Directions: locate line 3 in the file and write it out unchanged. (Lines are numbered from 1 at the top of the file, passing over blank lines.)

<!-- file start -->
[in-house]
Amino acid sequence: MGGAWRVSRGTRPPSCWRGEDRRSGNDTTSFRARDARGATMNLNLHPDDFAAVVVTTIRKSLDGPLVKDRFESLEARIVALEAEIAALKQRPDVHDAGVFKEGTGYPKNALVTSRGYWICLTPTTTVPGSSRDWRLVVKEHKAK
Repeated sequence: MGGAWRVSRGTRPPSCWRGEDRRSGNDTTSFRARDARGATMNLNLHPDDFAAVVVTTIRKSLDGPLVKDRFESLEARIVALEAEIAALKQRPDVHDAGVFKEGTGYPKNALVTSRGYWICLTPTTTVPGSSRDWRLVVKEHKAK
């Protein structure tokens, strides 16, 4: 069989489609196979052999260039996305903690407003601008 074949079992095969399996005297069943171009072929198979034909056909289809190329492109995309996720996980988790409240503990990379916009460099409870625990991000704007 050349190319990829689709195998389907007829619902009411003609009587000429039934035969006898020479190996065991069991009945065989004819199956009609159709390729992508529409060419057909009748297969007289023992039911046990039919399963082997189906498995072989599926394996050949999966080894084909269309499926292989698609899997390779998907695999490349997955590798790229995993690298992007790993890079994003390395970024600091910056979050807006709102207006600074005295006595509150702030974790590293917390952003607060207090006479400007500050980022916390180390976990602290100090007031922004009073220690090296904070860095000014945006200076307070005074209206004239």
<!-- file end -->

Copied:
Repeated sequence: MGGAWRVSRGTRPPSCWRGEDRRSGNDTTSFRARDARGATMNLNLHPDDFAAVVVTTIRKSLDGPLVKDRFESLEARIVALEAEIAALKQRPDVHDAGVFKEGTGYPKNALVTSRGYWICLTPTTTVPGSSRDWRLVVKEHKAK